Time and Attention is a Scarce Resource, Love is Not

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Time and Attention is a Scarce Resource, Love is Not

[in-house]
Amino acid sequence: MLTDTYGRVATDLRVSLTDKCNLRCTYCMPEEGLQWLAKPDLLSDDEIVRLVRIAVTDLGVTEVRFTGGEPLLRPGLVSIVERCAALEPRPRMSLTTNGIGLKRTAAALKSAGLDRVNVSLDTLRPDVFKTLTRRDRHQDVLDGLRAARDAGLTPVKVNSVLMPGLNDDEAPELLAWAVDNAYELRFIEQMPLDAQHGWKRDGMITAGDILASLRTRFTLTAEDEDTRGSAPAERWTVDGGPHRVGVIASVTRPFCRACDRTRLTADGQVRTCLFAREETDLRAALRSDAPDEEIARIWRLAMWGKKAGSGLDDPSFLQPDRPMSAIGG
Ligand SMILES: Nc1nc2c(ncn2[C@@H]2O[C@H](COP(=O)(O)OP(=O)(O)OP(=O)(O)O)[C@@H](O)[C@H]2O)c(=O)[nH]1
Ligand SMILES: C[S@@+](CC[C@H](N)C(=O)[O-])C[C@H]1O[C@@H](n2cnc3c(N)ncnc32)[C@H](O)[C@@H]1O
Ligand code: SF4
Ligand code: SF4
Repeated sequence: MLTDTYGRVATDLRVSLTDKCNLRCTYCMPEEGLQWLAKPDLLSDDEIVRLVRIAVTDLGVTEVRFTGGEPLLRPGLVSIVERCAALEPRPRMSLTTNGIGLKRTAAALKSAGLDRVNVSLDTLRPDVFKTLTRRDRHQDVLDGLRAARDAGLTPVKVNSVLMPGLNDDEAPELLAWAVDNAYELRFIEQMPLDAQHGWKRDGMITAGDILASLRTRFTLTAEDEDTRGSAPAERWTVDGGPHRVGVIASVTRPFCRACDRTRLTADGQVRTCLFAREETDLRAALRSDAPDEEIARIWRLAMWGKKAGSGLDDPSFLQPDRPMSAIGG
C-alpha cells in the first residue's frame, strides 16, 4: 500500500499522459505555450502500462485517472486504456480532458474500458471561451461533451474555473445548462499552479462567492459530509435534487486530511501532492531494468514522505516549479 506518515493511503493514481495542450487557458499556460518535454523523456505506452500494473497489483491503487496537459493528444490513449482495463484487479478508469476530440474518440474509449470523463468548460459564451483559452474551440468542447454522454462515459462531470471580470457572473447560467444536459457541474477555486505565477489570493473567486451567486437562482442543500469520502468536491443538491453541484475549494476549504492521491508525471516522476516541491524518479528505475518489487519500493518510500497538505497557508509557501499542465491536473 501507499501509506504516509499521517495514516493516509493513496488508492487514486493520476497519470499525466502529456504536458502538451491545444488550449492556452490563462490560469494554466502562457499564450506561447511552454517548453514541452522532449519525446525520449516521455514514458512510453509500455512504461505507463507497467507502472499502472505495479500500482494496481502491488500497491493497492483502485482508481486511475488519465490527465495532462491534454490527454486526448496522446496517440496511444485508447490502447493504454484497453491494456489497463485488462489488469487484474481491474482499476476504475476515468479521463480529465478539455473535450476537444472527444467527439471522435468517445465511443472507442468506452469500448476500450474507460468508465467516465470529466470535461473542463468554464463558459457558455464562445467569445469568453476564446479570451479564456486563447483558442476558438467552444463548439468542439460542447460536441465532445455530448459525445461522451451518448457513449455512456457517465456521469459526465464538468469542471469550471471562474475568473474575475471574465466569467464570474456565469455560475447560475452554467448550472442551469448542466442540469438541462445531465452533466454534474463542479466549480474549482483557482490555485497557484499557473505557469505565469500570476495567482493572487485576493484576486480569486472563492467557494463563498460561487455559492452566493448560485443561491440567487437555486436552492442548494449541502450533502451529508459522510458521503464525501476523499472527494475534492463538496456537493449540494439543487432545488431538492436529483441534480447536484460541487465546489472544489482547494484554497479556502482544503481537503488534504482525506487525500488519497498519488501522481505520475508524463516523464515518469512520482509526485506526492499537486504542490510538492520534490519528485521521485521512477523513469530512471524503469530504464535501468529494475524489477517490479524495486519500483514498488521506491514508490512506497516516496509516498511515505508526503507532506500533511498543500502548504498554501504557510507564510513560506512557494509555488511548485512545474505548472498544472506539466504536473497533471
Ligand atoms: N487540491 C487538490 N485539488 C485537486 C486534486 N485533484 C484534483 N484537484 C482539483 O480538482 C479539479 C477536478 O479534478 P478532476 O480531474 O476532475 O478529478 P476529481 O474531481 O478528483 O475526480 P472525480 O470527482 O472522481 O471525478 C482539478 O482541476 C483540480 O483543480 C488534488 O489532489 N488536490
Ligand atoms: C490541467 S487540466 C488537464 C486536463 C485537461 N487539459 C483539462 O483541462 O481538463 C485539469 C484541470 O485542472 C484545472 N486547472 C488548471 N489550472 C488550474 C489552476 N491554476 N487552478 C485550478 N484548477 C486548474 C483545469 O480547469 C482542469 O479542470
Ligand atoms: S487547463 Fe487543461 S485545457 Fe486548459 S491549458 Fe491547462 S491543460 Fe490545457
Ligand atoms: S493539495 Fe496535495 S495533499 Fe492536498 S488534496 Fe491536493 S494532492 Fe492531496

I’m about to celebrate my eighth Father’s Day. On the one hand, it doesn’t seem like that many years in comparison to the rest of my life, but on the other hand, it’s been long enough to where I can’t remember my life not being a father. There are still times when I’ll be looking around the dinner table or sitting on my back porch watching the kids play and marveling at the miracle of fatherhood.   Eight years ago, these little humans that have come to define so much of my life didn’t exist. They run around our home with my eyes and my wife’s dimples, my drive and stubbornness and my wife’s fight and passion. They are so entwined with our marriage yet so uniquely them. It is a miracle. Image may contain: one or more people and people sitting I remember when our second son was born, there was a worry that somehow more kids meant less love to share with them. I worried that somehow my ability to father would be diminished by the amount of children we had (we ended up with four). Fortunately, more kids proved that theory wrong, and I think it’s something worth reflecting on as we think of Father’s Day. Time and attention is a scarce resource, love is not.   As anyone who knows me well will tell you, I am not always the most adaptable person. I order the same thing at restaurants, I have a morning routine I like to stick to, I struggle to understand that there may be more than one way to do something.   Because of that, it has been a challenge to reorient the way I use time and attention with every kid. I think it’s the burden that every parent carries. Knowing that at all times, I am not able to give my kids the full attention and time they truly need. At first, I think I let it get to me, until I remembered the nature of love is different than the nature of time.   There is no way I can give all four of my kids the individual attention I was able to give them when we only had one. Time and attention are limited resources. But there is a way to show them the same love. In fact, I think love is more like compound interest. The more of it you have and the longer you have it, the more it grows. This is what I’m remembering this Father’s Day, and the thing I’m thankful for. I get to experience the eight year benefit of the compounding interest of love for my children. I’ve learned to appreciate their unique differences more each year, gotten to witness the image of God in them, as well as the burden of sin, and been a broken proxy for Jesus for them the whole time.   I can look back on the eight years and see the sanctification hyper-drive fatherhood has put me in, and the end result is an ever growing love that I get to experience daily. I know that often times Father’s Day ends up meaning Father’s escaping the reality of fatherhood for a day, but I want to offer a different way to celebrate. See Father’s Day as a day to cash in on the growing love account children produce in you and share it with your family.

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